• Ability to listen and set the direction
  • Mentorship and ability to manage change

All these abilities are put to test during the tenure of a Black Belt. For example:

  • Black Belts are assigned to challenging projects that do not have a known solution. Very often, several teams have tried to work on such projects with little success.
  • They lead cross functional teams and are required to manage change issues without any real authority.
  • During their tenure, they motivate and mentor Green Belts who in turn juggle between working on projects and meeting the demands of their routine and regular work.
  • Without an active hierarchy within the business, Black Belts engage with the leadership (Champions and Executives) and also with peers and juniors to get their projects to succeed.
Carefully selecting, training and mentoring Black Belts is therefore a two-pronged strategy to generate financial gains over the short term and leadership development over the longer term.
What are the best practices that such companies actively use to select and nurture Black Belts to take on future leadership roles in business.

Leadership Attribute

Black Belt Responsibility

Leading challenges Taking on projects to achieve breakthrough results.
Leading from the front Team Leader for cross functional teams and getting the necessary knowledge from Subject Matter Experts.
Change management Implementing solutions cross functionally and sustaining gains for long standing problems of the company.
Mentorship Facilitating Green Belts on their projects to ensure these smaller intra-functional projects are successful.
Communication Skills Communicate with Senior Management, Champions, Deployment Leaders, Team Members/ Green Belts and others in the organization on various aspects of the project.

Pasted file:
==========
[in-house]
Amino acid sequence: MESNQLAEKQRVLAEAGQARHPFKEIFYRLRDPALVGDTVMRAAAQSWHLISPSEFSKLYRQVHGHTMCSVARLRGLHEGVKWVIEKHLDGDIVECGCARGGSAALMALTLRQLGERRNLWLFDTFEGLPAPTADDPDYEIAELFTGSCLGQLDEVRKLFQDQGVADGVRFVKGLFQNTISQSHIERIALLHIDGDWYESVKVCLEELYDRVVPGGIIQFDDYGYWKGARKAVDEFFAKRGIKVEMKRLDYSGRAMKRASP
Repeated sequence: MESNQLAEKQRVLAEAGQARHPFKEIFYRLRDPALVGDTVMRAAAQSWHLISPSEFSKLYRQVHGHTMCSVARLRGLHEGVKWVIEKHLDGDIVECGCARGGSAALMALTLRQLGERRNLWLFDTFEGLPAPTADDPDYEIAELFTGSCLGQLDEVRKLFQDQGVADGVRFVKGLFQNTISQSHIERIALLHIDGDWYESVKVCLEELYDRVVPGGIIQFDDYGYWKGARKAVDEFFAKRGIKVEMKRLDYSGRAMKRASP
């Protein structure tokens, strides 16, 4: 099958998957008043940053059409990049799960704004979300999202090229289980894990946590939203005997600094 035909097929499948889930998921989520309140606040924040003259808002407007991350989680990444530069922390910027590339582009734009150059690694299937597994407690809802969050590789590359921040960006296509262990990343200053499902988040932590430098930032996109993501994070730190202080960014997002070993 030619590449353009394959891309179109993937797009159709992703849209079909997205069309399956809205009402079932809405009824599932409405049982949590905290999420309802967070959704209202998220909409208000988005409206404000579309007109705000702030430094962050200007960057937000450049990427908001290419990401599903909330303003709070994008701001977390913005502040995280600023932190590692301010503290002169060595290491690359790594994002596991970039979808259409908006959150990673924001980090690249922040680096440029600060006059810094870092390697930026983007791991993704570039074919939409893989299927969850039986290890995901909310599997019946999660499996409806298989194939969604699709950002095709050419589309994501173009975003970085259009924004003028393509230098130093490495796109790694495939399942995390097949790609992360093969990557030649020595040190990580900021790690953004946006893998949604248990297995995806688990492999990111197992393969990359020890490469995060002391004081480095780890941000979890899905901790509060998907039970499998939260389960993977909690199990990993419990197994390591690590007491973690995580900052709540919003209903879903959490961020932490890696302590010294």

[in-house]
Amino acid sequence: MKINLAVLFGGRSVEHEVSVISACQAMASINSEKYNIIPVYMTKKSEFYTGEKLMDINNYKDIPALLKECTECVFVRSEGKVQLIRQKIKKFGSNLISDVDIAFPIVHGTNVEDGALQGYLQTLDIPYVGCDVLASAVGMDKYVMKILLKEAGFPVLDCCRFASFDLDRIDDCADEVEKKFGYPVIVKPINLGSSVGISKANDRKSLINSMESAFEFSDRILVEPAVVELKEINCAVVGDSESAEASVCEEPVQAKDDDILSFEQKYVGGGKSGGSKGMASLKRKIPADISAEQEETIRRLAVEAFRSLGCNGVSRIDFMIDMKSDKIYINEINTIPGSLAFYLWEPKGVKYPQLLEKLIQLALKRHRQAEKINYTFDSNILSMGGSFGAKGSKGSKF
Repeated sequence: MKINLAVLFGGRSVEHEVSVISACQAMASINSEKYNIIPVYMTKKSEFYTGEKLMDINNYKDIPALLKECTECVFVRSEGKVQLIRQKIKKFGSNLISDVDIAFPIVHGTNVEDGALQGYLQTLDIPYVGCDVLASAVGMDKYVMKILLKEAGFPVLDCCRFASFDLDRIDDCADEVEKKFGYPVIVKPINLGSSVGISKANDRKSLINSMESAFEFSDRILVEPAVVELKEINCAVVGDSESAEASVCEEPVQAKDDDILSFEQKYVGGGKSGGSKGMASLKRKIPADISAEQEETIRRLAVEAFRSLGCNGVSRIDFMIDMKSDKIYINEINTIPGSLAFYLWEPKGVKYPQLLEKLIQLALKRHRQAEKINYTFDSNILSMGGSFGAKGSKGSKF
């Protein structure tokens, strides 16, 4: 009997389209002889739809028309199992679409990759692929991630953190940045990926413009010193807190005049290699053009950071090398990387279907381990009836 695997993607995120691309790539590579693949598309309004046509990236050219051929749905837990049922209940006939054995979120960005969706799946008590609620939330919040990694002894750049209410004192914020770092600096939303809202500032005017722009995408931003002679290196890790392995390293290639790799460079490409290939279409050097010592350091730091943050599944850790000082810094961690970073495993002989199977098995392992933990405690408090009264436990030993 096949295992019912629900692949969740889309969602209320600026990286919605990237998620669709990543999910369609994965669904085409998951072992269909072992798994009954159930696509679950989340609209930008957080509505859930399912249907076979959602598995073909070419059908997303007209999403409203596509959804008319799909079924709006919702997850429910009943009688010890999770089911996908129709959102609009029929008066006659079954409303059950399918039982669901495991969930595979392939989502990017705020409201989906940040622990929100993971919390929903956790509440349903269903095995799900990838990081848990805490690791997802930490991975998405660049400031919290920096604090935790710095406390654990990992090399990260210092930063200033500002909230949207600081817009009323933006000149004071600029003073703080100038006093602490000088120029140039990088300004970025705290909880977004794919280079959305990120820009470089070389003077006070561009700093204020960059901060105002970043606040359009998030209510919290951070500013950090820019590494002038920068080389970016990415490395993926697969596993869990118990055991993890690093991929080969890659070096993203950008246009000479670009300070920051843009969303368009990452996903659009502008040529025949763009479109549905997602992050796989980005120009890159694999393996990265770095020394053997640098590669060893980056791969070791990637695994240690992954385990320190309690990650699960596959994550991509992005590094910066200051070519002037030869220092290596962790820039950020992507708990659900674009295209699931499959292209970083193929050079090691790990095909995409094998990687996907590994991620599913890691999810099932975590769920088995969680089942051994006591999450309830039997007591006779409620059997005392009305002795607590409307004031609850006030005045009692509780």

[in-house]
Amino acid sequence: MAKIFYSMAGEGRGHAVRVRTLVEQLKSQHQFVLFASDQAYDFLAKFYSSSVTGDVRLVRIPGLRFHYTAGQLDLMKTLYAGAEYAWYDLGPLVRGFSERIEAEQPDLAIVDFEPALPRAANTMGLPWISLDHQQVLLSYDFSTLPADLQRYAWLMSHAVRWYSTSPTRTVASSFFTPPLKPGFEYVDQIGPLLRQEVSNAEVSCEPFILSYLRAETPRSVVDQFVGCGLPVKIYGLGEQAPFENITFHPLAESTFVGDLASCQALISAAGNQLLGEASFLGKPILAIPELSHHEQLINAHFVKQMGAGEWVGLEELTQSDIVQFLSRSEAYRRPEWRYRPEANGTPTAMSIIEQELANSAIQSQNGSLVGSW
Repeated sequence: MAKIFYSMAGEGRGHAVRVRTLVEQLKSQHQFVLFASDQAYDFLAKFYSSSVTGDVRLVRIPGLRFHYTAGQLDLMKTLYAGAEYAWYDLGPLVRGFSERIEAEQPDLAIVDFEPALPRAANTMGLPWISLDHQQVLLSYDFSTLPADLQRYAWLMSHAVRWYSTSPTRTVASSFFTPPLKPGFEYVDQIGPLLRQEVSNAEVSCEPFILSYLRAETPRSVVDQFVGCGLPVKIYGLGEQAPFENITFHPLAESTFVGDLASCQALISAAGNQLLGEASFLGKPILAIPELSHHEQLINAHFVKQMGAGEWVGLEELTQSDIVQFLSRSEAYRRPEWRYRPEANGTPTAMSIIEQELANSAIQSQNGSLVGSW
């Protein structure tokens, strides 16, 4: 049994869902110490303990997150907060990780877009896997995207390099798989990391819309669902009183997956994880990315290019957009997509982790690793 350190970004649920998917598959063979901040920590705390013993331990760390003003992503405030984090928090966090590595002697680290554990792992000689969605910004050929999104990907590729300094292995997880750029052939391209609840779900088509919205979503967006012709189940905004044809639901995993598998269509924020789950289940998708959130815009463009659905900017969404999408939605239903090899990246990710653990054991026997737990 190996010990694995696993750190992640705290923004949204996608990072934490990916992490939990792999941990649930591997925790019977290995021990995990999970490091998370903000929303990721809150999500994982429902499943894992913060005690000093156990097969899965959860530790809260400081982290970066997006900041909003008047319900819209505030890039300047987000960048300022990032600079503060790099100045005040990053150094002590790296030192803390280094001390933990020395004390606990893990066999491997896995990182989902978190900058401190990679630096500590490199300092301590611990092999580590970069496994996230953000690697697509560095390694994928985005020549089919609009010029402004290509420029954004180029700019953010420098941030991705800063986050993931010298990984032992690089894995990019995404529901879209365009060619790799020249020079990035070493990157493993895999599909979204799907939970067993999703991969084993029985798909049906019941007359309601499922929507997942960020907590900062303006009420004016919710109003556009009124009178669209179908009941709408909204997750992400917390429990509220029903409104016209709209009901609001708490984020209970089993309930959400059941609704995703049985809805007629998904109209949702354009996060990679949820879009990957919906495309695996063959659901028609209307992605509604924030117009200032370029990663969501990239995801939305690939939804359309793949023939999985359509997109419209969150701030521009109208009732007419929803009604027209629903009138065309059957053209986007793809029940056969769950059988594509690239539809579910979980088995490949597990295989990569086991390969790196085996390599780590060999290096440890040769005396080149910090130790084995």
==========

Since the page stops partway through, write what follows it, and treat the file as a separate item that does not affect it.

Ability to manage variation Controlling process variation and taking decisions based on use of statistical tools.
Project management Ensuring completion of projects (own and mentored projects) on time with optimal use of resources.
Black Belt Selection
If these people are being groomed as possible future leaders in business, the selection of the right candidates as Black Belts is crucial. Many companies in the haste to get their Six Sigma deployment off the ground, delegate this important task to the operating managers. This may be sufficient from a Six Sigma perspective but not from a longer term view to build leaders.
At the best companies, the tenure as a Black Belt is assigned after careful consideration and active selection. The criteria are well-defined and communicated to all within the business.

What are some of the salient points while defining the rigorous criteria?

  • The expectations from the role
  • The opportunities and benefits from the role and the likely growth that the individual can expect on successful completion of the tenure.